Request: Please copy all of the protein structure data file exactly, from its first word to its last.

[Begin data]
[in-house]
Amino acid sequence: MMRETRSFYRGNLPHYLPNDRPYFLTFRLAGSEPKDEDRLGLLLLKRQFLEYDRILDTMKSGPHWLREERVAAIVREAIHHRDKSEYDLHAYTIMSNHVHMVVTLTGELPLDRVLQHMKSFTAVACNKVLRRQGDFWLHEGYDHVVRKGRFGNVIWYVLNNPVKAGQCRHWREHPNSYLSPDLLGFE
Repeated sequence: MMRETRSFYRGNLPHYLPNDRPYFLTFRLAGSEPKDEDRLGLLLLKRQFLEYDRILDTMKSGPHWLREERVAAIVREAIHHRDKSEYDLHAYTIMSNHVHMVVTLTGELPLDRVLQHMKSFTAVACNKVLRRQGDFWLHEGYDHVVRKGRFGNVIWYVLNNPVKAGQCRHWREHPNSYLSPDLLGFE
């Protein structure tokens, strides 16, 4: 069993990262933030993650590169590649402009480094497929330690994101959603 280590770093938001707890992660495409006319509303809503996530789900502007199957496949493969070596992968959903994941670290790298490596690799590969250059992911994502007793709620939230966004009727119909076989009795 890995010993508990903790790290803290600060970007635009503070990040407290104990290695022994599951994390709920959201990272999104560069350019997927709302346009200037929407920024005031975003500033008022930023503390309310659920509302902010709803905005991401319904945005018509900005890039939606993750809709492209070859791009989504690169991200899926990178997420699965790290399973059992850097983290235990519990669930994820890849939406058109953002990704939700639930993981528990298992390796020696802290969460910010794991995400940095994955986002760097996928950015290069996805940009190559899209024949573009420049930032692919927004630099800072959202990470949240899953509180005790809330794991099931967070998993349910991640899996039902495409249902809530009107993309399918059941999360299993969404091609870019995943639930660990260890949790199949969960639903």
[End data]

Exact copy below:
[in-house]
Amino acid sequence: MMRETRSFYRGNLPHYLPNDRPYFLTFRLAGSEPKDEDRLGLLLLKRQFLEYDRILDTMKSGPHWLREERVAAIVREAIHHRDKSEYDLHAYTIMSNHVHMVVTLTGELPLDRVLQHMKSFTAVACNKVLRRQGDFWLHEGYDHVVRKGRFGNVIWYVLNNPVKAGQCRHWREHPNSYLSPDLLGFE
Repeated sequence: MMRETRSFYRGNLPHYLPNDRPYFLTFRLAGSEPKDEDRLGLLLLKRQFLEYDRILDTMKSGPHWLREERVAAIVREAIHHRDKSEYDLHAYTIMSNHVHMVVTLTGELPLDRVLQHMKSFTAVACNKVLRRQGDFWLHEGYDHVVRKGRFGNVIWYVLNNPVKAGQCRHWREHPNSYLSPDLLGFE
């Protein structure tokens, strides 16, 4: 069993990262933030993650590169590649402009480094497929330690994101959603 280590770093938001707890992660495409006319509303809503996530789900502007199957496949493969070596992968959903994941670290790298490596690799590969250059992911994502007793709620939230966004009727119909076989009795 890995010993508990903790790290803290600060970007635009503070990040407290104990290695022994599951994390709920959201990272999104560069350019997927709302346009200037929407920024005031975003500033008022930023503390309310659920509302902010709803905005991401319904945005018509900005890039939606993750809709492209070859791009989504690169991200899926990178997420699965790290399973059992850097983290235990519990669930994820890849939406058109953002990704939700639930993981528990298992390796020696802290969460910010794991995400940095994955986002760097996928950015290069996805940009190559899209024949573009420049930032692919927004630099800072959202990470949240899953509180005790809330794991099931967070998993349910991640899996039902495409249902809530009107993309399918059941999360299993969404091609870019995943639930660990260890949790199949969960639903």